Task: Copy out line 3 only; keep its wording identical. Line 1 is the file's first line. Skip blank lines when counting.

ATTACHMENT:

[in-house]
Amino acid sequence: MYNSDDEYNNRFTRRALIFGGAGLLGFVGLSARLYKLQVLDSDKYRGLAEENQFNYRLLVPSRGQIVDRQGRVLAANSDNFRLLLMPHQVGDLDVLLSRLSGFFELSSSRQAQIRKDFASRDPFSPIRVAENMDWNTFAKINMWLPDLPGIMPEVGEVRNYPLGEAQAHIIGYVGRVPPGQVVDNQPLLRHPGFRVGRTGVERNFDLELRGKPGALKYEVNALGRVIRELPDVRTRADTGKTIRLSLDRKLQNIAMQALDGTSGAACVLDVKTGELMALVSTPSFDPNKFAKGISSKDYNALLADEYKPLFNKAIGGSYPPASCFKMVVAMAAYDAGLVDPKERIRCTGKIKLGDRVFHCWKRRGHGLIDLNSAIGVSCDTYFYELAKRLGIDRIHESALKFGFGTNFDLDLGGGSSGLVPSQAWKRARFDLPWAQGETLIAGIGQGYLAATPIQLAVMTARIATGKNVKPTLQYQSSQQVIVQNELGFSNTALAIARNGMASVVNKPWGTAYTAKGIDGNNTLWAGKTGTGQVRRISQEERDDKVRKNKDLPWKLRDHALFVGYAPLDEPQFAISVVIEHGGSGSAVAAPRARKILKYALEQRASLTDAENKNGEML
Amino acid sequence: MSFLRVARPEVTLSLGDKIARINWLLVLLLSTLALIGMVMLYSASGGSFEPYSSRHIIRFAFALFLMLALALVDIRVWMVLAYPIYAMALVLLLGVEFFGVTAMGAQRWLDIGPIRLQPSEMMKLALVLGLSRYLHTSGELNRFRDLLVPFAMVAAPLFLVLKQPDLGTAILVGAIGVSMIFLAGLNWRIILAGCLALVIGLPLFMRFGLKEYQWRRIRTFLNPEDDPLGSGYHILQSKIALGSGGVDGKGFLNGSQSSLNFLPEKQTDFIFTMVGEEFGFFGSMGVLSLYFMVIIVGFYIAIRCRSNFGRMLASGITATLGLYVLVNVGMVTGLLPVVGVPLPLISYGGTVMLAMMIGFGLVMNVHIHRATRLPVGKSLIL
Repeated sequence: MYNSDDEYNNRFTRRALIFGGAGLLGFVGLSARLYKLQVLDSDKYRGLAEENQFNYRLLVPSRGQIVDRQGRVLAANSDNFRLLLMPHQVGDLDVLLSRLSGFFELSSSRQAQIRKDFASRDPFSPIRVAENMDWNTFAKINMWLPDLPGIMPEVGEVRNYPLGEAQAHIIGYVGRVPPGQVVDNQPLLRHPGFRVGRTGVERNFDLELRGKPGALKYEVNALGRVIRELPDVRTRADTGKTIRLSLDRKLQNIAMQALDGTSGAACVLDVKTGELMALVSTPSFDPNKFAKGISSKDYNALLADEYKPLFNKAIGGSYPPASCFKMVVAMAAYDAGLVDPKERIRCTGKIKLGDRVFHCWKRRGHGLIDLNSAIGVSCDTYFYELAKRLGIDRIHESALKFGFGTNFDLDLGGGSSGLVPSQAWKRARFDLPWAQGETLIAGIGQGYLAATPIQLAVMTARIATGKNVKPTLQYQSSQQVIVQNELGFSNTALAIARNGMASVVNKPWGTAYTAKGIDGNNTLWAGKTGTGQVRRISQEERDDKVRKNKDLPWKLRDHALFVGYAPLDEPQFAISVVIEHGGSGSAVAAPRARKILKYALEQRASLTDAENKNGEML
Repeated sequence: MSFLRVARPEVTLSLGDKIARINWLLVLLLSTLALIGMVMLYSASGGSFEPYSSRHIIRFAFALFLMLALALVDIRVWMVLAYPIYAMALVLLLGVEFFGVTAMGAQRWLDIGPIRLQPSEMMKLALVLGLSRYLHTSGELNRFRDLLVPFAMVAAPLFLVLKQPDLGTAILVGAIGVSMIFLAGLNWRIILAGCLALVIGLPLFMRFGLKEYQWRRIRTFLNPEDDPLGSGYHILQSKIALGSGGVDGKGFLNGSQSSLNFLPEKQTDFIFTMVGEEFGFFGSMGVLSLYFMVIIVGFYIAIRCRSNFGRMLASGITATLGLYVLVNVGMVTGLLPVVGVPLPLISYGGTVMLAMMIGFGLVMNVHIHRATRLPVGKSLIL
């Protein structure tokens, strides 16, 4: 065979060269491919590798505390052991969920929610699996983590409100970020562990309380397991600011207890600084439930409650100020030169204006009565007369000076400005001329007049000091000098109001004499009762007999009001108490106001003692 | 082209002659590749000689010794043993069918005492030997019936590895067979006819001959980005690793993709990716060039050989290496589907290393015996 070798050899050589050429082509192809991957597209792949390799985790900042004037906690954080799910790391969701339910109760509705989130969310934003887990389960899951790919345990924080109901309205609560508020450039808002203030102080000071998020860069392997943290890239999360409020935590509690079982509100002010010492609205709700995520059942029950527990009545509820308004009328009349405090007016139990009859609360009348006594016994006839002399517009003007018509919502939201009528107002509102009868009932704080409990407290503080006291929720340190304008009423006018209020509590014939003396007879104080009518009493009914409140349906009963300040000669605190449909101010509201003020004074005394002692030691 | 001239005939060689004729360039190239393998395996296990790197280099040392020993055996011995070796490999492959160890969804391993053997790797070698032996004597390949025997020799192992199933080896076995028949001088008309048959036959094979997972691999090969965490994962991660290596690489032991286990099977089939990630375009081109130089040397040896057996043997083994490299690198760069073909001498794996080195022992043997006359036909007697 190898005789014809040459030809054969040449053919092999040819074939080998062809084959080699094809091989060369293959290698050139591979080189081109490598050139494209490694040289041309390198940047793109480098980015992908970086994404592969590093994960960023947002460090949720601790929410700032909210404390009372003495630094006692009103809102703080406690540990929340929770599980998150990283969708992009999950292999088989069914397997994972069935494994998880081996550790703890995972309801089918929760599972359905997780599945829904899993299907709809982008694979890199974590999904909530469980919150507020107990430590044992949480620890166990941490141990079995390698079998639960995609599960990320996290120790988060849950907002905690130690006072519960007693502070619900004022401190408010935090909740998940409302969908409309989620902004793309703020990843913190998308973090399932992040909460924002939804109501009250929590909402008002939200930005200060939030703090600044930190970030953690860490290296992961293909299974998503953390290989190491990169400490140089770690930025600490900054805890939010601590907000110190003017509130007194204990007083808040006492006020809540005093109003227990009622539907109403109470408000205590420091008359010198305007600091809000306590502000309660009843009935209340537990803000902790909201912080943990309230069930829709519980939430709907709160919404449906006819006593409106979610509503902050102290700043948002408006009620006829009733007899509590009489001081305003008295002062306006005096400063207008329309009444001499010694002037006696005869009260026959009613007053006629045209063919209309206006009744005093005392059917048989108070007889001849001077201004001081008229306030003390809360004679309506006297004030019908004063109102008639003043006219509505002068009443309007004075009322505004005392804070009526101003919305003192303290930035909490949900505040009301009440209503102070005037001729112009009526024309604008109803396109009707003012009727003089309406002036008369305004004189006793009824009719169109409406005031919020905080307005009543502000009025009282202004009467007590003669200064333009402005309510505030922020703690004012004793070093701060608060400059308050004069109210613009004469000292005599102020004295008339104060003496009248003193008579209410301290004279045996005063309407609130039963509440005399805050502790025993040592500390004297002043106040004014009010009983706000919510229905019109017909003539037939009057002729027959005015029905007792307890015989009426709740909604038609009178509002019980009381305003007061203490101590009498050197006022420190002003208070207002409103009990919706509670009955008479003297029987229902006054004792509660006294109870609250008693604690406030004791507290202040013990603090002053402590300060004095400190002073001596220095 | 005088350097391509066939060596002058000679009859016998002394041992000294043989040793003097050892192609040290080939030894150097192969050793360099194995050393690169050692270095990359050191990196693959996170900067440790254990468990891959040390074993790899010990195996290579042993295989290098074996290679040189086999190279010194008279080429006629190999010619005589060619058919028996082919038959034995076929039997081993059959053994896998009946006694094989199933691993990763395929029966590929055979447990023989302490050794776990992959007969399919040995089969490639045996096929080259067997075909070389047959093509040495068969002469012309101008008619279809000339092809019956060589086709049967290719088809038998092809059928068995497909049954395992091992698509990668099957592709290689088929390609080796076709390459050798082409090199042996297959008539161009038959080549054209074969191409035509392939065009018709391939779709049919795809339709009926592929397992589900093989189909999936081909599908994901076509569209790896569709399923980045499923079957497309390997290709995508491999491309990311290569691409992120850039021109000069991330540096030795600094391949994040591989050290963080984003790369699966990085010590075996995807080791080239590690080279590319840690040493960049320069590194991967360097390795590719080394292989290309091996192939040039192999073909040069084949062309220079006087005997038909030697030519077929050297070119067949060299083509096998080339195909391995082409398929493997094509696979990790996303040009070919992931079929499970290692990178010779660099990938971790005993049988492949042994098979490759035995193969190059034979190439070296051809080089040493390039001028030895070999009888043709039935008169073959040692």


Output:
Amino acid sequence: MSFLRVARPEVTLSLGDKIARINWLLVLLLSTLALIGMVMLYSASGGSFEPYSSRHIIRFAFALFLMLALALVDIRVWMVLAYPIYAMALVLLLGVEFFGVTAMGAQRWLDIGPIRLQPSEMMKLALVLGLSRYLHTSGELNRFRDLLVPFAMVAAPLFLVLKQPDLGTAILVGAIGVSMIFLAGLNWRIILAGCLALVIGLPLFMRFGLKEYQWRRIRTFLNPEDDPLGSGYHILQSKIALGSGGVDGKGFLNGSQSSLNFLPEKQTDFIFTMVGEEFGFFGSMGVLSLYFMVIIVGFYIAIRCRSNFGRMLASGITATLGLYVLVNVGMVTGLLPVVGVPLPLISYGGTVMLAMMIGFGLVMNVHIHRATRLPVGKSLIL